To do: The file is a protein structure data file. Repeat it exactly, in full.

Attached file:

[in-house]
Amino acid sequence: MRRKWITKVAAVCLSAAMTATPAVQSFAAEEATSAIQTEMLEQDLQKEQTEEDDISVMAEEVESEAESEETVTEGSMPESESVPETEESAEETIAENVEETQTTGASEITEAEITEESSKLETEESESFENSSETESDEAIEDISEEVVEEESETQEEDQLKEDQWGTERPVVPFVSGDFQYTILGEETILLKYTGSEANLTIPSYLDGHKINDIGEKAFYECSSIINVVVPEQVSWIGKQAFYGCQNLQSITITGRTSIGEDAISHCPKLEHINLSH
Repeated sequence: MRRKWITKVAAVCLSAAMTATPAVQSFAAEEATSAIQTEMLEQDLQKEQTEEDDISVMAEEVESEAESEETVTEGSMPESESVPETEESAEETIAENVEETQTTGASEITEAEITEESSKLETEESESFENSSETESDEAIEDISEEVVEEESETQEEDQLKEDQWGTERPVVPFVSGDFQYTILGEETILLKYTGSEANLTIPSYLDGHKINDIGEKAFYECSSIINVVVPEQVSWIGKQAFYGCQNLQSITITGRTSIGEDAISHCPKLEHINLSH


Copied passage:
[in-house]
Amino acid sequence: MRRKWITKVAAVCLSAAMTATPAVQSFAAEEATSAIQTEMLEQDLQKEQTEEDDISVMAEEVESEAESEETVTEGSMPESESVPETEESAEETIAENVEETQTTGASEITEAEITEESSKLETEESESFENSSETESDEAIEDISEEVVEEESETQEEDQLKEDQWGTERPVVPFVSGDFQYTILGEETILLKYTGSEANLTIPSYLDGHKINDIGEKAFYECSSIINVVVPEQVSWIGKQAFYGCQNLQSITITGRTSIGEDAISHCPKLEHINLSH
Repeated sequence: MRRKWITKVAAVCLSAAMTATPAVQSFAAEEATSAIQTEMLEQDLQKEQTEEDDISVMAEEVESEAESEETVTEGSMPESESVPETEESAEETIAENVEETQTTGASEITEAEITEESSKLETEESESFENSSETESDEAIEDISEEVVEEESETQEEDQLKEDQWGTERPVVPFVSGDFQYTILGEETILLKYTGSEANLTIPSYLDGHKINDIGEKAFYECSSIINVVVPEQVSWIGKQAFYGCQNLQSITITGRTSIGEDAISHCPKLEHINLSH